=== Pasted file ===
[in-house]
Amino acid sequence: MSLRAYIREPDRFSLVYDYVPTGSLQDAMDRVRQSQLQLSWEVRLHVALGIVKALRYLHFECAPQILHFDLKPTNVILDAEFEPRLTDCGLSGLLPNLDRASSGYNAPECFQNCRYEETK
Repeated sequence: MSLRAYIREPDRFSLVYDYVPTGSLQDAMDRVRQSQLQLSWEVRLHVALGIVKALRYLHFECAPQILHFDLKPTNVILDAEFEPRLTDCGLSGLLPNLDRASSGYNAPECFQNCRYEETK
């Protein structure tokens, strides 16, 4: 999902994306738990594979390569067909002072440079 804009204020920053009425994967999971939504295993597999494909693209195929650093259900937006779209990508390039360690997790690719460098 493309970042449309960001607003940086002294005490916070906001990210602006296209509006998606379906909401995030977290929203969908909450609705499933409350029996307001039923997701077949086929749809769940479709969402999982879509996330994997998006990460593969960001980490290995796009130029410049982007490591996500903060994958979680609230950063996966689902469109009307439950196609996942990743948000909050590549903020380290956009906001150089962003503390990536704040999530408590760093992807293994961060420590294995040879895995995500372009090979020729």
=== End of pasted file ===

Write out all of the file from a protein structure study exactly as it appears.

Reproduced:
[in-house]
Amino acid sequence: MSLRAYIREPDRFSLVYDYVPTGSLQDAMDRVRQSQLQLSWEVRLHVALGIVKALRYLHFECAPQILHFDLKPTNVILDAEFEPRLTDCGLSGLLPNLDRASSGYNAPECFQNCRYEETK
Repeated sequence: MSLRAYIREPDRFSLVYDYVPTGSLQDAMDRVRQSQLQLSWEVRLHVALGIVKALRYLHFECAPQILHFDLKPTNVILDAEFEPRLTDCGLSGLLPNLDRASSGYNAPECFQNCRYEETK
């Protein structure tokens, strides 16, 4: 999902994306738990594979390569067909002072440079 804009204020920053009425994967999971939504295993597999494909693209195929650093259900937006779209990508390039360690997790690719460098 493309970042449309960001607003940086002294005490916070906001990210602006296209509006998606379906909401995030977290929203969908909450609705499933409350029996307001039923997701077949086929749809769940479709969402999982879509996330994997998006990460593969960001980490290995796009130029410049982007490591996500903060994958979680609230950063996966689902469109009307439950196609996942990743948000909050590549903020380290956009906001150089962003503390990536704040999530408590760093992807293994961060420590294995040879895995995500372009090979020729």